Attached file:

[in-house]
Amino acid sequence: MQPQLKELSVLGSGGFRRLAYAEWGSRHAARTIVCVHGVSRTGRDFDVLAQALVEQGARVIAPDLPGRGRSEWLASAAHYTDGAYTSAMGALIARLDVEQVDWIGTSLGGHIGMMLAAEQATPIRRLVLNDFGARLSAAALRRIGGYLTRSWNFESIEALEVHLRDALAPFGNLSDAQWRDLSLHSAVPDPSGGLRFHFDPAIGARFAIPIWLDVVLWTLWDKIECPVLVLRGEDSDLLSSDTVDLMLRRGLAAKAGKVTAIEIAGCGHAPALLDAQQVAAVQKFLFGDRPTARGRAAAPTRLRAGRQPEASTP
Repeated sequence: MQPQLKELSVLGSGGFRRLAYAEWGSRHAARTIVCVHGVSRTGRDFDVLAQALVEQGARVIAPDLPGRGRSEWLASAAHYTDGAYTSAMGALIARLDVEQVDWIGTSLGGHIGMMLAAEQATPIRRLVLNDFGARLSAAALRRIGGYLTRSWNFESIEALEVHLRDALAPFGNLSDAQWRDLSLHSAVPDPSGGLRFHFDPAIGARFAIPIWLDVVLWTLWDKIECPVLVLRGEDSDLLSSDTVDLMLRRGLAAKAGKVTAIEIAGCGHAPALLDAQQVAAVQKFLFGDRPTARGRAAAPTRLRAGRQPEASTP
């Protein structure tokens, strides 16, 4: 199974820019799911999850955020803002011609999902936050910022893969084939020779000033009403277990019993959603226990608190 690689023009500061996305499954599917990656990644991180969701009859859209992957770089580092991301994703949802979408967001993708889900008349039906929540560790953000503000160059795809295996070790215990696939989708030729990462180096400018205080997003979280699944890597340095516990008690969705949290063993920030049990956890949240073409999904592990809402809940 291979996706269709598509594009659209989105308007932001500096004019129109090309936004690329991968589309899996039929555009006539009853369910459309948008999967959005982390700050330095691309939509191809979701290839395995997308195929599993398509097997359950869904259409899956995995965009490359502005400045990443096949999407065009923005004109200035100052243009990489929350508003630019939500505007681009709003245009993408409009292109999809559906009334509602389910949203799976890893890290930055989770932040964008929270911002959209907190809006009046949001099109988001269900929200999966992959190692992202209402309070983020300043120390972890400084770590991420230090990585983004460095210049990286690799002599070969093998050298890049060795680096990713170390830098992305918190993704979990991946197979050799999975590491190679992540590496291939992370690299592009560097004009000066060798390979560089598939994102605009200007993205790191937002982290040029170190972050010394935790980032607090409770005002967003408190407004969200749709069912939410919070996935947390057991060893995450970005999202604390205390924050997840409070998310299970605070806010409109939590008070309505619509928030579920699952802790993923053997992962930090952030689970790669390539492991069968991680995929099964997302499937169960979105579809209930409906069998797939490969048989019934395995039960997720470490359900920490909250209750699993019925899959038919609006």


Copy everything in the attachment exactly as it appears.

[in-house]
Amino acid sequence: MQPQLKELSVLGSGGFRRLAYAEWGSRHAARTIVCVHGVSRTGRDFDVLAQALVEQGARVIAPDLPGRGRSEWLASAAHYTDGAYTSAMGALIARLDVEQVDWIGTSLGGHIGMMLAAEQATPIRRLVLNDFGARLSAAALRRIGGYLTRSWNFESIEALEVHLRDALAPFGNLSDAQWRDLSLHSAVPDPSGGLRFHFDPAIGARFAIPIWLDVVLWTLWDKIECPVLVLRGEDSDLLSSDTVDLMLRRGLAAKAGKVTAIEIAGCGHAPALLDAQQVAAVQKFLFGDRPTARGRAAAPTRLRAGRQPEASTP
Repeated sequence: MQPQLKELSVLGSGGFRRLAYAEWGSRHAARTIVCVHGVSRTGRDFDVLAQALVEQGARVIAPDLPGRGRSEWLASAAHYTDGAYTSAMGALIARLDVEQVDWIGTSLGGHIGMMLAAEQATPIRRLVLNDFGARLSAAALRRIGGYLTRSWNFESIEALEVHLRDALAPFGNLSDAQWRDLSLHSAVPDPSGGLRFHFDPAIGARFAIPIWLDVVLWTLWDKIECPVLVLRGEDSDLLSSDTVDLMLRRGLAAKAGKVTAIEIAGCGHAPALLDAQQVAAVQKFLFGDRPTARGRAAAPTRLRAGRQPEASTP
């Protein structure tokens, strides 16, 4: 199974820019799911999850955020803002011609999902936050910022893969084939020779000033009403277990019993959603226990608190 690689023009500061996305499954599917990656990644991180969701009859859209992957770089580092991301994703949802979408967001993708889900008349039906929540560790953000503000160059795809295996070790215990696939989708030729990462180096400018205080997003979280699944890597340095516990008690969705949290063993920030049990956890949240073409999904592990809402809940 291979996706269709598509594009659209989105308007932001500096004019129109090309936004690329991968589309899996039929555009006539009853369910459309948008999967959005982390700050330095691309939509191809979701290839395995997308195929599993398509097997359950869904259409899956995995965009490359502005400045990443096949999407065009923005004109200035100052243009990489929350508003630019939500505007681009709003245009993408409009292109999809559906009334509602389910949203799976890893890290930055989770932040964008929270911002959209907190809006009046949001099109988001269900929200999966992959190692992202209402309070983020300043120390972890400084770590991420230090990585983004460095210049990286690799002599070969093998050298890049060795680096990713170390830098992305918190993704979990991946197979050799999975590491190679992540590496291939992370690299592009560097004009000066060798390979560089598939994102605009200007993205790191937002982290040029170190972050010394935790980032607090409770005002967003408190407004969200749709069912939410919070996935947390057991060893995450970005999202604390205390924050997840409070998310299970605070806010409109939590008070309505619509928030579920699952802790993923053997992962930090952030689970790669390539492991069968991680995929099964997302499937169960979105579809209930409906069998797939490969048989019934395995039960997720470490359900920490909250209750699993019925899959038919609006």